It comes with profound gratitude to Rabbi House of Maxwell House Haggadah fame that I offer some commentary on Passover. “Avadim hayenu…we were once slaves in Egypt, but Hashem our God took us out;” now let’s eat. There are many ways to study Pesach, but I would like to explore its themes of freedom. What does it mean to be free and how can we in modern day society actually see ourselves as personally leaving Egypt (yes, folks, it is one of the mitzvot of Passover)?

The slave part of the story is relatively simple. We recall the back-breaking labor forced upon us in Egypt and dip into salty tears of painful memory. We construct a mortar-paste haroset, a cement glob whose thick taste lingers as a reminder of hot brick building and laying. Yet, at the same time, we acknowledge that we made it out of Egypt and have “freedom.” We recline as we eat – a luxury afforded only to free people. We even have the chutzpah to eat the pascal lamb, an in-your-face shot at the Egyptians and their deity. And so, we were slaves and now we are free. We are free FROM slavery; but FOR WHAT are we free?

The Haggadah gives us a lot of hints about how we might exercise this freedom. The pesach, matzoh and maror are featured and discussed in term of their dual slave/freedom representations. After discussing these basic parts of the Seder, we leave behind our slavery and idol-worshiping ways and focus exclusively on freedom. Yet freedom in and of itself has no intrinsic value, per se; rather, its value is extrinsic, accruing based solely on what is done with it. So, what is the purpose of the Seder, and the freedom discovered therein? Is it that we are free to eat popcorn and binge Netflix? Probably not! The Haggadah pauses and says, “Therefore, l’fekach anachnu hayavim l’hodot, we thank God. Yes, we are brought out of Egypt to be free, but we are free to appreciate the Omnipresent and His dominion over the world. We acknowledge that our freedom is on account of God, and in turn, we sing praise. Ritually speaking, we sing Hallel.

At the Seder, we are free to sing. Our family favorite is echad mi yodeah. “Who knows one…I know ONE.” One is Hashem. So how can I, today, see myself participating in the Egyptian exodus, from slavery to freedom? The answer is now clear. See the event as being at the hand of God. Once we have this appreciation, we are grateful for our freedom. But while in Egypt we were slaves to serve Pharoh, today we are free to serve the Creator. Recognizing this as the source of our freedom today can connect us to the actual physical exodus from Egypt.

Let’s look at matzah. The Talmud says that people who eat chametz on Passover (and reject matzah) receive koret – a sort of spiritual death. What is it about matzah that is so fundamental to our religion and peoplehood…and what does it have to say about freedom? The matzoh is basic. It tells us that eating is basic, too. That is, while animalistic activities like eating matter, they should not define us. Eating fuels the body to be sure, but the simplicity of the matzah tells us that there is more to us than the body. We are being chosen to be a light unto the nations and are being asked to use our freedom to control our animalistic instincts.* Caring about matzoh (i.e., not caring about chametz) reflects an understanding of and interest in the soul, and a connection to a greater source. Someone who rejects matzah is walking away from this opportunity; he is forsaking the chance to elevate himself. And after all, after leaving the hardships of Egypt, we are free to choose. We can choose the material pursuit of eating for its own sake or we can push even food and other physical limitations aside in favor of the soul.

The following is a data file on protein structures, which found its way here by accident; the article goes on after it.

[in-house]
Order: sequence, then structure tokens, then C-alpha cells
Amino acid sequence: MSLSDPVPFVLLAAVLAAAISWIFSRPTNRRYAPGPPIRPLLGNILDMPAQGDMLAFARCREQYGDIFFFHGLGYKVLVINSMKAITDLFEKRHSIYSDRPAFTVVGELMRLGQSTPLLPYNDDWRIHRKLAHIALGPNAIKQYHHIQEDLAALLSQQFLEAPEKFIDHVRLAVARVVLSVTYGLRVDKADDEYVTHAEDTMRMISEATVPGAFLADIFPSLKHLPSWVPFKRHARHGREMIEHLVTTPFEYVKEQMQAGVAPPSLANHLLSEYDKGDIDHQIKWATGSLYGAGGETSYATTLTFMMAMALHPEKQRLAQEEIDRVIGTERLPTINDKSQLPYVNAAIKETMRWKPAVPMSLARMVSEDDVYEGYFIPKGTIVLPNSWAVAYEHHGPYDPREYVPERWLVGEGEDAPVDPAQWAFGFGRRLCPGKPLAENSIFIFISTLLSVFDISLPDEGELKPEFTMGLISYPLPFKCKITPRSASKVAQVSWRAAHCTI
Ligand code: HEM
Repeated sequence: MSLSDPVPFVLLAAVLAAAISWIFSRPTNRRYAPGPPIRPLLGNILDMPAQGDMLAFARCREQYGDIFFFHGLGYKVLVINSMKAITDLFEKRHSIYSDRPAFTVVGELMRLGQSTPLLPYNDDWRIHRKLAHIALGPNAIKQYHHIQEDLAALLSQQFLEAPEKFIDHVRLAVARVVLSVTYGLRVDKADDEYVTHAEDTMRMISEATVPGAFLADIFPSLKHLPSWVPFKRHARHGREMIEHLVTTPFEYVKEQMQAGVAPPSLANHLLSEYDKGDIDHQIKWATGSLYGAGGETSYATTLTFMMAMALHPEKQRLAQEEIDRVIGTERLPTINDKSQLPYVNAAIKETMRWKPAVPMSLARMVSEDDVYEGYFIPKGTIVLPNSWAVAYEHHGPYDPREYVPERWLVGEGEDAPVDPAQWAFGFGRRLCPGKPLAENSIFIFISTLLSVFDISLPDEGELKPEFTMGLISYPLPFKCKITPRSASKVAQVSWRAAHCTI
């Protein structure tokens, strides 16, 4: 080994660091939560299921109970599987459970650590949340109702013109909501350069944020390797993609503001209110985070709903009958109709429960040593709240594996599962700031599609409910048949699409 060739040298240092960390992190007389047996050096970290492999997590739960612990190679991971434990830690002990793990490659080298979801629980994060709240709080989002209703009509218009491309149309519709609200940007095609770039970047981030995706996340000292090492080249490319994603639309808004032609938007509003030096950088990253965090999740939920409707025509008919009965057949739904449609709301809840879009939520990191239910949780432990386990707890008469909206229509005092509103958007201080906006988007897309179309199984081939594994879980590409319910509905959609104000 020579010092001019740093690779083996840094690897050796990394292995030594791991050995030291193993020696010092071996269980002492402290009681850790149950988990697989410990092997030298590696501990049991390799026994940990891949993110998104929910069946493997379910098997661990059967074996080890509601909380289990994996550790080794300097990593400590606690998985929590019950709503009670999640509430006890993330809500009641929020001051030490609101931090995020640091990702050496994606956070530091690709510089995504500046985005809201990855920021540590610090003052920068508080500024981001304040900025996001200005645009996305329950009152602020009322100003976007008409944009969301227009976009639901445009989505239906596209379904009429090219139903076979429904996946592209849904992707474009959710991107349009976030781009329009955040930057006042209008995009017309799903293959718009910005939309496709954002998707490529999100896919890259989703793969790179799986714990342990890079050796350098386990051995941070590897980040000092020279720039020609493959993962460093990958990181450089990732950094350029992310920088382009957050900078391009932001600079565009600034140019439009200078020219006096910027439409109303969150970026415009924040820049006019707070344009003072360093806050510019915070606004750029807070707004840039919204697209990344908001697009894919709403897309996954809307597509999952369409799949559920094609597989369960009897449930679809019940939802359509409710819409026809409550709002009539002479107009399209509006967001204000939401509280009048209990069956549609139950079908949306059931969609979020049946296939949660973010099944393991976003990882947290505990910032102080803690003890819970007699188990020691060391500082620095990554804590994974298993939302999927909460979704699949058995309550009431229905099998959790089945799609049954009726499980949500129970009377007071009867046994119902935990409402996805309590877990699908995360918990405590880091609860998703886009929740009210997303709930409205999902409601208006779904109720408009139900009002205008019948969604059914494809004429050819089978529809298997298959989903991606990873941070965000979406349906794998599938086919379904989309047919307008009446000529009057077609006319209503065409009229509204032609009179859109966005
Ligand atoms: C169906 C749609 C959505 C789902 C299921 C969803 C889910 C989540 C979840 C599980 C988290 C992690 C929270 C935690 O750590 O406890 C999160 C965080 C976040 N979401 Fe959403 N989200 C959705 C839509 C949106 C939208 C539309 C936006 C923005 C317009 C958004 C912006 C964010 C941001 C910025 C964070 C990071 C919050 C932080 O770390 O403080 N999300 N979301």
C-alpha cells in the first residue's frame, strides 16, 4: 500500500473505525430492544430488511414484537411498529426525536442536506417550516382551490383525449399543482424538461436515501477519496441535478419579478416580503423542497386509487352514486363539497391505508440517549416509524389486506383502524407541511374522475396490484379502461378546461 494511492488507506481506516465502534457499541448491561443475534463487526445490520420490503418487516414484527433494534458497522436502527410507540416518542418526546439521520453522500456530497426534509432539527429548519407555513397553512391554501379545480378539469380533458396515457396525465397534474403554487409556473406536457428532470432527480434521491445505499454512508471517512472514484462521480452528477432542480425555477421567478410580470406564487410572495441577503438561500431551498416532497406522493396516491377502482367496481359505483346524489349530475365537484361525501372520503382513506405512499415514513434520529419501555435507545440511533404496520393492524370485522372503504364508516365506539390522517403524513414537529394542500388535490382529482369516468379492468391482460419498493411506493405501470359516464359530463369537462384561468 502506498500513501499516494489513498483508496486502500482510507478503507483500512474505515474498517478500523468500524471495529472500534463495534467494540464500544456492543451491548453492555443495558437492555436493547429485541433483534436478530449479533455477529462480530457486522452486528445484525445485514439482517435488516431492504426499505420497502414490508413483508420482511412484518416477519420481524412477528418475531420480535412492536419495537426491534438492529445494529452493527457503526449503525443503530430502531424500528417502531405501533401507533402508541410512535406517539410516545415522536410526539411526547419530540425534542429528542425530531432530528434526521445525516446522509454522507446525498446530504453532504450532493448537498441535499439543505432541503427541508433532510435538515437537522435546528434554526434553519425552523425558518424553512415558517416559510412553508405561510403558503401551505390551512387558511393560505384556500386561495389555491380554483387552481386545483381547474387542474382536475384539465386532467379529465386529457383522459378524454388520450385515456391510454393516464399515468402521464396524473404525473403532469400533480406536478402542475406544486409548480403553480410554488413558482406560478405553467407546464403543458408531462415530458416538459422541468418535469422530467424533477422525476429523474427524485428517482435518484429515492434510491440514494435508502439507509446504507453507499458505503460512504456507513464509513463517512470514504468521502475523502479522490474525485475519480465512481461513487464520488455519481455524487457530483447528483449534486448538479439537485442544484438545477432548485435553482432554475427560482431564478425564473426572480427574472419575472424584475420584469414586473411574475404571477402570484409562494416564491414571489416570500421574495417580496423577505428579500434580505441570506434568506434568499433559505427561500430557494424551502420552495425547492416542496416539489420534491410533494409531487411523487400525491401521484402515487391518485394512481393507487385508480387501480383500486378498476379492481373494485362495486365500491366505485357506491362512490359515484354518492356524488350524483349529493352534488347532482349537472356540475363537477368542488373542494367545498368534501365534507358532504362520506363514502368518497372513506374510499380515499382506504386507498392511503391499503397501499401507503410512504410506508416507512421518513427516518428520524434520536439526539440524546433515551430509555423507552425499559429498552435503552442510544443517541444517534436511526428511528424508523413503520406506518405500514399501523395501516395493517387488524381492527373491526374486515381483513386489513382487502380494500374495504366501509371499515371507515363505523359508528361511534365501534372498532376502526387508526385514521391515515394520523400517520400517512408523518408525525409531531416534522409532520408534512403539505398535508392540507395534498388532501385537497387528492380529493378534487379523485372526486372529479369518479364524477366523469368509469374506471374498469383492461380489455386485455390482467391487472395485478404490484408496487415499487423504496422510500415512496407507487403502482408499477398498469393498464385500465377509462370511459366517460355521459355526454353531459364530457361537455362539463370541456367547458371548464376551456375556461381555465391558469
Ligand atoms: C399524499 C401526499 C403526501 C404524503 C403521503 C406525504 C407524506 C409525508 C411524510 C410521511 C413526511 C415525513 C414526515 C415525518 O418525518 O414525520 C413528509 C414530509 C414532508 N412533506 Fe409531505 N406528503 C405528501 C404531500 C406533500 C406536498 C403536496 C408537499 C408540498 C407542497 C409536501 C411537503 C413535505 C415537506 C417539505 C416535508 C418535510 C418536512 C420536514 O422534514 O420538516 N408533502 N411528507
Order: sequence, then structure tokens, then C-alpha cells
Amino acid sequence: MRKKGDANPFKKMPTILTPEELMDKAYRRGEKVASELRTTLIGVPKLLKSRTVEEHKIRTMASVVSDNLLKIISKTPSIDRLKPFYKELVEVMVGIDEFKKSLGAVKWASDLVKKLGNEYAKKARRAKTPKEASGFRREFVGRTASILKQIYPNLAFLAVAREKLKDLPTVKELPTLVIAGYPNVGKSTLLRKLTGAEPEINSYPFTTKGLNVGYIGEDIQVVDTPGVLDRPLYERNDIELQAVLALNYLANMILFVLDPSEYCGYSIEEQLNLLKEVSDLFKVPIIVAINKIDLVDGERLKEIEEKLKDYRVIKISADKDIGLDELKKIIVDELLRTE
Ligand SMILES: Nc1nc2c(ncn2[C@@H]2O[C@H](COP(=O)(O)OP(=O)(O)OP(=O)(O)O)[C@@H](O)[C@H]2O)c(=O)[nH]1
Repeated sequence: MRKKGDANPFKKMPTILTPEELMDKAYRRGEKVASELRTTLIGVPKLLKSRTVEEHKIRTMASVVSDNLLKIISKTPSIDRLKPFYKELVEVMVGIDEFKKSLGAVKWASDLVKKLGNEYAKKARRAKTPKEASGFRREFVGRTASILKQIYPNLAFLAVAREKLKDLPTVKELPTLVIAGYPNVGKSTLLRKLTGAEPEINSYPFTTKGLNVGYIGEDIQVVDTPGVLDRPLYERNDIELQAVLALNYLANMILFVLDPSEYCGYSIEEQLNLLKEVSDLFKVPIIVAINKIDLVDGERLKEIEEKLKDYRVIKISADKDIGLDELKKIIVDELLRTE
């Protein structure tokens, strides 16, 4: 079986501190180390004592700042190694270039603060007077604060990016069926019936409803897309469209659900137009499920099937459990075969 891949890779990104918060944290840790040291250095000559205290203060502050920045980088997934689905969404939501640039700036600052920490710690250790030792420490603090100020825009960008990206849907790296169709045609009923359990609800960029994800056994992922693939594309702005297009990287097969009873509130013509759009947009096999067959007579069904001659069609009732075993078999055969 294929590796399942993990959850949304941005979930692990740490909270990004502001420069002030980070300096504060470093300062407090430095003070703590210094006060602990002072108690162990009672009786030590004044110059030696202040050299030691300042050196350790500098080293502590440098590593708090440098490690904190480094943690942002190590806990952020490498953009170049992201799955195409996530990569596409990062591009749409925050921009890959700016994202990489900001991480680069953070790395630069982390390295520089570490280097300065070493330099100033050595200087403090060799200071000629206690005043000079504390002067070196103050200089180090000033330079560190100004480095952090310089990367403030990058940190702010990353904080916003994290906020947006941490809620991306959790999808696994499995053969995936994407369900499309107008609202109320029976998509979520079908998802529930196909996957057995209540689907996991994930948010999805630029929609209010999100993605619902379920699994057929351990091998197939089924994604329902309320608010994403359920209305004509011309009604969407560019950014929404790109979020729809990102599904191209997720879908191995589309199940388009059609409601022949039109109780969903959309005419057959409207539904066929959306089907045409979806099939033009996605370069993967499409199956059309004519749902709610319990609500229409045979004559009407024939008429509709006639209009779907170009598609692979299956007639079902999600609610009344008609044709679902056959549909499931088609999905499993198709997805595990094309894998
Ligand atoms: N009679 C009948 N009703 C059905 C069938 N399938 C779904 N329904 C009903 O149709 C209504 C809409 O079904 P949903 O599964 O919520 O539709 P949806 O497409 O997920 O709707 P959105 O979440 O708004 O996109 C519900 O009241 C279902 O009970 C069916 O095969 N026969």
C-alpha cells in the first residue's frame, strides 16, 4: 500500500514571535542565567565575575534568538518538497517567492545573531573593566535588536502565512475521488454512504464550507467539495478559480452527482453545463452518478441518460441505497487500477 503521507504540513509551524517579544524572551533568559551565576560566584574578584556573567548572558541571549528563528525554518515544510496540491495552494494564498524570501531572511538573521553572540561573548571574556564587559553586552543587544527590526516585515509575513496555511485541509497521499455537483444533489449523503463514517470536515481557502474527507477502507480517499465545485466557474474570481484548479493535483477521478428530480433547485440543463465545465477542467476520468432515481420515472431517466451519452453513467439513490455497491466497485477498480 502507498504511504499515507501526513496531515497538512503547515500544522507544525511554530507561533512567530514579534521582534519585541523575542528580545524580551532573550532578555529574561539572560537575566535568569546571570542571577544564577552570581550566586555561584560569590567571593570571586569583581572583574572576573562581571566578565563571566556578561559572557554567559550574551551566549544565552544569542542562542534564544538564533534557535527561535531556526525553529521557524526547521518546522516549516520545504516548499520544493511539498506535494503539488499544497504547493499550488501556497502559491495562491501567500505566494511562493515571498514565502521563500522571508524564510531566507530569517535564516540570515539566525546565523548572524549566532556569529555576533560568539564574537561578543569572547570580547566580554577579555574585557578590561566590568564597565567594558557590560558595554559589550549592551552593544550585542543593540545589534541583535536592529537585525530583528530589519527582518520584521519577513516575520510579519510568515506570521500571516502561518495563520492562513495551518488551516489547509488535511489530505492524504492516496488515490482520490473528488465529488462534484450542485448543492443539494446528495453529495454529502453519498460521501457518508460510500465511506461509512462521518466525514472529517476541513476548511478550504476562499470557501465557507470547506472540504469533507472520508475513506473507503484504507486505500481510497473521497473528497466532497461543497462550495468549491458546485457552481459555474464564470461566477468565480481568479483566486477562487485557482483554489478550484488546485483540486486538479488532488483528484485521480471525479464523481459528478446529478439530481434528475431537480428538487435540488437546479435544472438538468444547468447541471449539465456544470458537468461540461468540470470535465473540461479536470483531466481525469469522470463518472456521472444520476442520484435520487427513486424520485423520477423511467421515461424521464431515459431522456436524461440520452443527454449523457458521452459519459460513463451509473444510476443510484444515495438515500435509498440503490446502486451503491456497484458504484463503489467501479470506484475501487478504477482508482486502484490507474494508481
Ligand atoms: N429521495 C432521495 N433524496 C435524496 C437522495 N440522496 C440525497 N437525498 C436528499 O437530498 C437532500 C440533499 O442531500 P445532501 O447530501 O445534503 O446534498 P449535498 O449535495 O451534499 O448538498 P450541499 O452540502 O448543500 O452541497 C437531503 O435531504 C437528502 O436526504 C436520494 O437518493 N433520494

Let’s go further. So, Pesach made us free; we are intent to be a free servant of God. The generation leaving Egypt had no clue how to serve and so were forced to wander the desert for 40 years. During that time, the generation having been freed from slavery was now ready to serve their Master. But how to serve? Enter ShavuotShavuot and the giving of the Torah provided the playbook of how to “praise, laud, glorify, extol, honor, bless, exalt and revere Him… (Rabbi House).”

Interestingly, Shavuot is dependent on Pesach – its calendar and dates are dependent on Pesach. In this way, it is only as we achieve the true freedom from the Egyptian exodus that we are fit to receive the Torah. And as the Mishnah says in Pirkei Avot, “There is no one as free as he who is occupied with the study of Torah.”

* The “free spirit” that does whatever he or she desires is a slave to temptation. Consider anger: someone who loses his temper (NOT I, of course) is a slave to anger. Which is why we say I “lost” my temper, because you lost control, you were not in control; your temper had control over you, and you were enslaved by your temper. We may think we are free but animalistic traits can drag down our higher spiritual capacity.

Freedom is not the ability to do whatever we want at any given moment; rather it is the luxury to do what is right in answer to the calling, “בכל דור ודור חײב אדם לראות את עצמו כאלו הוא יצא ממצרם”-“In every generation we have to consider it as though we ourselves left Egypt”.

Get To Know The Author

Wexner Heritage Alum Jorde Nathan (Chicago I-99,) is a former Managing Director of Lehman Brothers responsible for trading, syndicating and managing risks of distressed and par debt positions. He currently focuses on managing private portfolios and pursuing investments generally involving the US, China and Israel. Jorde is the immediate past chair of the FIDF Midwest and serves on its national board. Since 2012, Jorde has been learning full-time and has focused on Talmudic themes and the commentary of the Maharal from Prague. Jorde and Helene live in Chicago.